LONDON: The UK's largest commercial broadcaster, ITV, is to follow the BBC into the 'keeping-up with the Joneses' TV tournament. It too plans an internet on-demand service that allows viewers to watch programmes free for up to thirty days after transmission.

Neither broadcaster has publicly committed to a launch date and the race is likely to be neck-and-neck. ITV, meantime, hypes its upcoming service as "the most comprehensive commercial website offered by any broadcaster in the world".

Online programmes will be interspersed with commercials immune to fast-forwarding, and although programmes will be streamed live, they can't be stored on viewers' hard disks or other digital recording systems - initially at least.

ITV claims to be investing £20 million ($39.99m; €29.40m) in the project. According to executive chairman Michael Grade (pictured above), the site's 'click and watch' technology will free viewers from the need to download complicated software.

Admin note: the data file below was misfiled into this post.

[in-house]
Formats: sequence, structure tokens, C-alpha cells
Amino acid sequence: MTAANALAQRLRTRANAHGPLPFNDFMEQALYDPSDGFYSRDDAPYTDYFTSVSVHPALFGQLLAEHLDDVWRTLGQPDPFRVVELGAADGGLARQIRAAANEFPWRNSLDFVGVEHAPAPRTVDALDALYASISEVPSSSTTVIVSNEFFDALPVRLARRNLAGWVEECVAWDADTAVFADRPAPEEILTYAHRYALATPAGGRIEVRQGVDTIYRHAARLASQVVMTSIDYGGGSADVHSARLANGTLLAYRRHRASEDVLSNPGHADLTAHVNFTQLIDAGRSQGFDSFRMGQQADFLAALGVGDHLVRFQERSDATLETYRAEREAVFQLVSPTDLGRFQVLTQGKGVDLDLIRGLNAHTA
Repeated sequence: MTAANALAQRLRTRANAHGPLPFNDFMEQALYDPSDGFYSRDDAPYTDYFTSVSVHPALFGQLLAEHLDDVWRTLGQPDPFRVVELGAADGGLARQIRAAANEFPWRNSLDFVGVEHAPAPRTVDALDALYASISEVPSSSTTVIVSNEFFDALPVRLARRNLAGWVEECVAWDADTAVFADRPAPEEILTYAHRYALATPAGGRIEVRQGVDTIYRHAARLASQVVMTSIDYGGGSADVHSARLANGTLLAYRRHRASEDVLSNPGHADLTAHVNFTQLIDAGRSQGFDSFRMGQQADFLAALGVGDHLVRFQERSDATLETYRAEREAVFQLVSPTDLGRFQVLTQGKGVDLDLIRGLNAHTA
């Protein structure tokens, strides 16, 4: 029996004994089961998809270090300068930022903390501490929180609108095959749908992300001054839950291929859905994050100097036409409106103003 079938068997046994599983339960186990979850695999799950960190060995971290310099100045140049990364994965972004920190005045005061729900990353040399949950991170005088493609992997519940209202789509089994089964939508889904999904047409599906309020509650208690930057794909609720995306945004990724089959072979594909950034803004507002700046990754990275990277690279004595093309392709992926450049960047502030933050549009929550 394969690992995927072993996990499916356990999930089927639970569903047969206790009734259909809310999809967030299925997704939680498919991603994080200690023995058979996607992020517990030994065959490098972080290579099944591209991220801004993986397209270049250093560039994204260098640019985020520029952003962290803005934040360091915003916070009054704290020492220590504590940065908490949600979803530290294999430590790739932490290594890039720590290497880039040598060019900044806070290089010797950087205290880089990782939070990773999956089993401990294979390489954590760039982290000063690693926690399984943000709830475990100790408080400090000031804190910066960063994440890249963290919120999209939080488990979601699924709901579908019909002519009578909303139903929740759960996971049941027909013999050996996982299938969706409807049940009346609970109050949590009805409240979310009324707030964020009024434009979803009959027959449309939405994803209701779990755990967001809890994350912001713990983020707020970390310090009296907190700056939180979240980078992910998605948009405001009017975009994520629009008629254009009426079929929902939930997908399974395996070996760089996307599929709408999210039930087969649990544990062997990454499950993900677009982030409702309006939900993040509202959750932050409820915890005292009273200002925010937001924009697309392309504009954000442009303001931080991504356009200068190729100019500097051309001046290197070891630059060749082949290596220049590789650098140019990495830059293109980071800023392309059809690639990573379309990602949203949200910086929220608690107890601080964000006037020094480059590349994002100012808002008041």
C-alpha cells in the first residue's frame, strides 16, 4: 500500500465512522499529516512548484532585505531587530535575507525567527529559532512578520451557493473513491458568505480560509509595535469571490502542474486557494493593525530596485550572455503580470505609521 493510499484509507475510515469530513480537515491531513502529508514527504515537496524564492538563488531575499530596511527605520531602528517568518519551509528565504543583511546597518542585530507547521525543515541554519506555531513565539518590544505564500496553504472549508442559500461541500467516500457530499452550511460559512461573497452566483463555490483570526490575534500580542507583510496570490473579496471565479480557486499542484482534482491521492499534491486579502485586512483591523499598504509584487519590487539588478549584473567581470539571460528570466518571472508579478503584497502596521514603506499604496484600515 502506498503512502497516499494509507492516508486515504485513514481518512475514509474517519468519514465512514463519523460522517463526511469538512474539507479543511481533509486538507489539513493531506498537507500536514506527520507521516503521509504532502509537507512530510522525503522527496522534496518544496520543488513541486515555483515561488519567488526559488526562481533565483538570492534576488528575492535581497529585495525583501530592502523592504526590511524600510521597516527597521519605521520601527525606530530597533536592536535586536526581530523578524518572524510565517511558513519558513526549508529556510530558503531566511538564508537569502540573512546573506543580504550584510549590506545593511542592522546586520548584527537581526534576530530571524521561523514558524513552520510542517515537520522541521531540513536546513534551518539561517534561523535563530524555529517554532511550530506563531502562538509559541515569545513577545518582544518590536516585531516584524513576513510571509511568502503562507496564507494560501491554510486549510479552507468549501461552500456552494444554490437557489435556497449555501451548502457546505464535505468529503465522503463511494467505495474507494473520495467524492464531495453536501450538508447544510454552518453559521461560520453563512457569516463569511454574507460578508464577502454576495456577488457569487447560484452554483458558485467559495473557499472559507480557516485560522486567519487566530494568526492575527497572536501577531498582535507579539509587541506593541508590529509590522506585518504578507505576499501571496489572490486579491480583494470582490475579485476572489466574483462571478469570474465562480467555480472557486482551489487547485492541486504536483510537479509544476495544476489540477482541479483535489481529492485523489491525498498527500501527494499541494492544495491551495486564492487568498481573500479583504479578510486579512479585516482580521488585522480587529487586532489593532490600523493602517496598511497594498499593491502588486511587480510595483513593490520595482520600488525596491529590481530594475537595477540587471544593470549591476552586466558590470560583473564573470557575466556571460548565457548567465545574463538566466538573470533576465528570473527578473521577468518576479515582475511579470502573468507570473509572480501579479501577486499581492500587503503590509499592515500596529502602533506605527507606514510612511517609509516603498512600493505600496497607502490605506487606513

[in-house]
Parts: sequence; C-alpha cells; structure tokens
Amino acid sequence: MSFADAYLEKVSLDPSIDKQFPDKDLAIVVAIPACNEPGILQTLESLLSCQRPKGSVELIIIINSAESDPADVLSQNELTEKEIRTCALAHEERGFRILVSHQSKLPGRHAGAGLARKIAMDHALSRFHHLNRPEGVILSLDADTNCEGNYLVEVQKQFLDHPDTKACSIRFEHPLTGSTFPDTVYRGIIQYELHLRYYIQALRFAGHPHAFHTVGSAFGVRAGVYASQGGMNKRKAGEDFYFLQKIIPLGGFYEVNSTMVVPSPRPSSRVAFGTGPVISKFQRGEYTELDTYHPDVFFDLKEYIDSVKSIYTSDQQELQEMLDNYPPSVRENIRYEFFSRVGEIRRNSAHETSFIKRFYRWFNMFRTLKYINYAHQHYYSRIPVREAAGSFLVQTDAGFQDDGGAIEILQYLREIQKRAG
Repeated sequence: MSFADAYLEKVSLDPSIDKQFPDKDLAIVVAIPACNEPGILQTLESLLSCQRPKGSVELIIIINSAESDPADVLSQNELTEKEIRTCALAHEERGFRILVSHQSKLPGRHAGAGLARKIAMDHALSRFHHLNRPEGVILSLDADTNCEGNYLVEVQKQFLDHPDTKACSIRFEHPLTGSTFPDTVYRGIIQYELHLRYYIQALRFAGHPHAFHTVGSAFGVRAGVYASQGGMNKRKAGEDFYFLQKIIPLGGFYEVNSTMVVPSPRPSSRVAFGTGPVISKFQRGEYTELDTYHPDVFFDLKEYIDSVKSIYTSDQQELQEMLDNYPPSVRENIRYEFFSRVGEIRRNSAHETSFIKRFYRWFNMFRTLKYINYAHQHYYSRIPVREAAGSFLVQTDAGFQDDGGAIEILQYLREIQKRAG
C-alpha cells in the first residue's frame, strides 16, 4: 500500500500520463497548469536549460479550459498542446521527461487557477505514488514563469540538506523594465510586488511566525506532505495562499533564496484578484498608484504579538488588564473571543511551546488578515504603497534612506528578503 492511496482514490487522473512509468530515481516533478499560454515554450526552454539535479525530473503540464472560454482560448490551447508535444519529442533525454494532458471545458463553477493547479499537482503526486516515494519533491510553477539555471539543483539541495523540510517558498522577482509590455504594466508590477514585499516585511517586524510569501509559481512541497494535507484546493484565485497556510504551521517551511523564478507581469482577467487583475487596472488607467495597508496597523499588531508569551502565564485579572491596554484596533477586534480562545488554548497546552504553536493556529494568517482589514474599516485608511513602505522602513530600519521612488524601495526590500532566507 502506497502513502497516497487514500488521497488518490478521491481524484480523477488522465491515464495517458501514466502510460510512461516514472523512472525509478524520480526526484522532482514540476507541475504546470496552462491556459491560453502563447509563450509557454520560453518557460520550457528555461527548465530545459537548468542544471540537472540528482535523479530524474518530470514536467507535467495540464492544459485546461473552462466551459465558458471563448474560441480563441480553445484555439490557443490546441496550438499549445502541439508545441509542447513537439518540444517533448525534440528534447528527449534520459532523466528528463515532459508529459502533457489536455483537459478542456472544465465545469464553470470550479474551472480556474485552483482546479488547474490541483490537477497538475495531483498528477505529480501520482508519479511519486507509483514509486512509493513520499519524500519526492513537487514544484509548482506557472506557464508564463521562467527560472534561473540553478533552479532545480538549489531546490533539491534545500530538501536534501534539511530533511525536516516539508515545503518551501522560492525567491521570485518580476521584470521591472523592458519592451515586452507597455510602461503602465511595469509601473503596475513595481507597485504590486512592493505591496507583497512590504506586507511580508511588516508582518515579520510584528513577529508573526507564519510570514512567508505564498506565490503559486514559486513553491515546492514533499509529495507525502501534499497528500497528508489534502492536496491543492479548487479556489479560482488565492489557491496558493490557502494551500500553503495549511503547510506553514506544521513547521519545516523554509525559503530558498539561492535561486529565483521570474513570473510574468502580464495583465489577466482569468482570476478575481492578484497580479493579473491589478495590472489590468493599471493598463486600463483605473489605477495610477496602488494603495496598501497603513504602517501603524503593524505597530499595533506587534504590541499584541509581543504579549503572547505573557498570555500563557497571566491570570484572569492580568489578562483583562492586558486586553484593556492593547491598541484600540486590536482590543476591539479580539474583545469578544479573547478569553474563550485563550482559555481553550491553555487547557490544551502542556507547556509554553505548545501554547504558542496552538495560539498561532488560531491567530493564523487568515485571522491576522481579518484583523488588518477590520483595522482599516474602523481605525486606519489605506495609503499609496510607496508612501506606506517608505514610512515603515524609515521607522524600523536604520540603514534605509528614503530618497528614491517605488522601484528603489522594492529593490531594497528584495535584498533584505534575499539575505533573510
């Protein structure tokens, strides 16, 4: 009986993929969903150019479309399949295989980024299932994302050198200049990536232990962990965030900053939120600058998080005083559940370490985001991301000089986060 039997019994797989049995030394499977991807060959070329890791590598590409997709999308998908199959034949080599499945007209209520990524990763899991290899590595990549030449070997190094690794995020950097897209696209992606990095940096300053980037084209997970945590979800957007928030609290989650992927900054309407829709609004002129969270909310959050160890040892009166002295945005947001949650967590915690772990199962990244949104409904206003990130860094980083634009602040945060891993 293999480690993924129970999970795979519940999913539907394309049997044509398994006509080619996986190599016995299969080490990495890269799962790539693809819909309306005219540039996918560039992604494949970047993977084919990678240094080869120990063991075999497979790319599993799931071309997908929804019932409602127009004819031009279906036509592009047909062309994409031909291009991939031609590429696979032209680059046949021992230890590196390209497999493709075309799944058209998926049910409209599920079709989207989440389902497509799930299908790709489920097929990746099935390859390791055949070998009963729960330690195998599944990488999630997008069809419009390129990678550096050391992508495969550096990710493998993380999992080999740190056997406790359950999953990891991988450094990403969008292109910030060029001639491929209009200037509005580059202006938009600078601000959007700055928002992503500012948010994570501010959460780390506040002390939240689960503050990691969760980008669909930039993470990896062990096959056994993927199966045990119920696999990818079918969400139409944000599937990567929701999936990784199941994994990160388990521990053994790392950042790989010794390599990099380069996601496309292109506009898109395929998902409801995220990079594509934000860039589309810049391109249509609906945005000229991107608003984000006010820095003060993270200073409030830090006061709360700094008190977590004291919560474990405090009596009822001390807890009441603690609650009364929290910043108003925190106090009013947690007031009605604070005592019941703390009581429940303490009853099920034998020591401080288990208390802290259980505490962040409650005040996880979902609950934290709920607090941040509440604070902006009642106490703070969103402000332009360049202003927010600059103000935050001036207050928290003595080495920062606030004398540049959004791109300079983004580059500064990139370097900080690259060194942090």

Says Grade: "Some broadcasters are already streaming their channels, some are providing catch-up and some are building their archive, but will provide all three."

The technology will also enable gaming aficionados to play online - a facility designed to attract revenue additional to advertising.

Currently, ITV is digitising classic content from its archive to watch on-demand, among them ratings-topping series such as The Prisoner, On The Buses, Inspector Morse and The Jewel In the Crown.

Data sourced from The Times (UK); additional content by WARC staff